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What is now the United States
became famous for two products. Its best freshwater pearls fueled a ready market
overseas, purchased by people who, unlike the then less sophisticated frontier
Americans, knew the rarity and value of large, round, lustrous pearls. Many of
the best examples made their way into Europe's royal gem collections, where they
can still be seen on display, usually misidentified as saltwater pearls from the
Orient. America also produced mother-of-pearl buttons, which it exported all
over the world. Iowa became the center of the trade, shipping billions of
iridescent fasteners until World War II, when newly invented plastic virtually
drove quality buttons out of the market.
In more recent times, among the most
prolific users of mother-of-pearl were the Ottoman Turks, masters in the art
of mother-of-pearl inlay -- as evidenced by the plethora of Koran cases,
writing desks, chests, window and door shutters as well as pulpits, lecterns
and various architectural pieces.
As one of the most readily
available and easily accessible resources available to early man,
mother-of-pearl was among the first materials used by ancient craftsmen for
decorative and ritual purposes.
Mother-of-pearl is a soft organic substance which can easily get
Clean with a mild soap. Do not expose to harsh detergents or chemicals. Do not
clean in ultra sonic jewelry cleaner.
the iridescent coating inside oyster shells, once formed the foundation of a
thriving button industry in the U.S.
While North America set a new standard for large freshwater pearls, white
saltwater pearls from the coasts of Panama and Venezuela competed with pearls
from Bahrain, and black saltwater pearls from the Bay of California (in what is
now Mexico) provided an alternative to Tahitian blacks. More pearls arrived in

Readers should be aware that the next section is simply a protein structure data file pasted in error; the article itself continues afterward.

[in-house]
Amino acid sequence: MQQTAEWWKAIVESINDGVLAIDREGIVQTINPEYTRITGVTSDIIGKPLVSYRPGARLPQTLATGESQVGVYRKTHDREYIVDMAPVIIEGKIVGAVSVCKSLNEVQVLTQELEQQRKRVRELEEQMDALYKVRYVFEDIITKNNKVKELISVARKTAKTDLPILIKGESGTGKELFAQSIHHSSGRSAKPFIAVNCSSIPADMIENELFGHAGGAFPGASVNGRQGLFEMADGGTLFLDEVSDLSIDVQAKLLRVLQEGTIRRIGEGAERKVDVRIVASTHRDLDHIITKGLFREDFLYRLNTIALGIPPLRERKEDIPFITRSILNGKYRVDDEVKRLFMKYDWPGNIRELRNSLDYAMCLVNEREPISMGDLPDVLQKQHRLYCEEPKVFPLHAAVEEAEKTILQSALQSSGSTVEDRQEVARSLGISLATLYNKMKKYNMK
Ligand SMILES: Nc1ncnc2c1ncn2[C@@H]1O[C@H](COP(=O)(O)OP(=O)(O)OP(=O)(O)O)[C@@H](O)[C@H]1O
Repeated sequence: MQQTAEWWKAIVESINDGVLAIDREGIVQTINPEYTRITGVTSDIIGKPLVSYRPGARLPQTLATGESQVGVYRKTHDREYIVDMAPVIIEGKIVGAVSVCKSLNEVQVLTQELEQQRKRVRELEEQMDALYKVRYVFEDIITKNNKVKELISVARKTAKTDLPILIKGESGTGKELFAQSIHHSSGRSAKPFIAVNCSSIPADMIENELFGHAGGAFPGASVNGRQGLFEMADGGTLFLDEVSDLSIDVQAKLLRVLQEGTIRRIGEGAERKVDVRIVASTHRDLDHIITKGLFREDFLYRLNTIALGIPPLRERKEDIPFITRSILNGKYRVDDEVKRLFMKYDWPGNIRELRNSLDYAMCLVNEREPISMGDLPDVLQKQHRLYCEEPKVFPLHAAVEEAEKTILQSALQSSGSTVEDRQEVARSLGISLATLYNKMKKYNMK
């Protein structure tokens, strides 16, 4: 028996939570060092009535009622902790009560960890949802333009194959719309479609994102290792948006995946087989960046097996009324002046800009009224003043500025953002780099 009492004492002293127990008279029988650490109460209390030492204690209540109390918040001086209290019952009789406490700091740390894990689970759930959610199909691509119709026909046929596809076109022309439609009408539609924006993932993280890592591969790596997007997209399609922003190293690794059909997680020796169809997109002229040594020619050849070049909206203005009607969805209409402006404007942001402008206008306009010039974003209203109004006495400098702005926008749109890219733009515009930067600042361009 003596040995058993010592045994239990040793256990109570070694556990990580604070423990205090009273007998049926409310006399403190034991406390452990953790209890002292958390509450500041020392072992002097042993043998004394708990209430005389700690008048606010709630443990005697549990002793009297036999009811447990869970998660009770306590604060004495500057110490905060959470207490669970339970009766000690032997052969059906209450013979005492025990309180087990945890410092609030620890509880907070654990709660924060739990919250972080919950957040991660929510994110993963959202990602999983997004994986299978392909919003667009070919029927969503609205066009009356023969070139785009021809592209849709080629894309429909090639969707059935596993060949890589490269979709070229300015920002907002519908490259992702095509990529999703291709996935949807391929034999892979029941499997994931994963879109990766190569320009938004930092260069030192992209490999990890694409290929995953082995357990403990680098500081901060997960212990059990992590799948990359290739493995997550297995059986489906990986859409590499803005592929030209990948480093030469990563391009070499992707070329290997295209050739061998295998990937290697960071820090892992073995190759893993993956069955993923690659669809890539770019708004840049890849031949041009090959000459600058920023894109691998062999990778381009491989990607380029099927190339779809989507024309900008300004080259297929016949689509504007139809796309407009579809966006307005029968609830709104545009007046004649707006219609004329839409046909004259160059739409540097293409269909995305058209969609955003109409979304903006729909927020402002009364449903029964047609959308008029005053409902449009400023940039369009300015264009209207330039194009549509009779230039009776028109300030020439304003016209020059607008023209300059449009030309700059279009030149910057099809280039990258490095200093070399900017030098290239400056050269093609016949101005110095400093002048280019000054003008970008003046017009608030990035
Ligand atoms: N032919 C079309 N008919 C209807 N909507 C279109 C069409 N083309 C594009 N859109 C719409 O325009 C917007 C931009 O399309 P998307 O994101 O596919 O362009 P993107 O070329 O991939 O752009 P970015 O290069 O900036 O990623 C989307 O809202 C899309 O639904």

Spain than the country's aristocratic market could absorb. As with the emeralds
it was mining in Colombia, Spain found ready buyers for its new pearls across
Europe and in India.
Sometime in the late 1800's or
early 1900's, mother-of-pearl was added (along with cowry and green trocus
shell) to the time-honored carving materials of Southwest Native Americans who
traditionally used antler, bone, clay, red abalone, conus, spondylus (spiny
oyster shell), and glycemeris shell.
Those pearl supplies continued
into the 1800s, until over fishing in Central American waters and in North
American streams depleted the beds. Pollution also took its toll as the United
States industrialized. Then, toward the end of the last century, the single
event that forever reshaped the pearl trade slowly unfolded in the isolated
island nation of Japan.
Paua (abalone) Shell veneers are made from the finest grade (A) abalone and
Paua is one of the world's most beautiful shells because of its incredible and
intense variation of color.
Paua shells remind us of a kaleidoscope or hologram, with the colors dancing and
sparkling as the iridescent patterns of the nacre catch the glints of light when
viewed from different angles.
Shell veneer is used in the fishing lure, drums, guitars, knives, cars, boats,
crafts, fine marquetry trades and most any hard surface needing decor.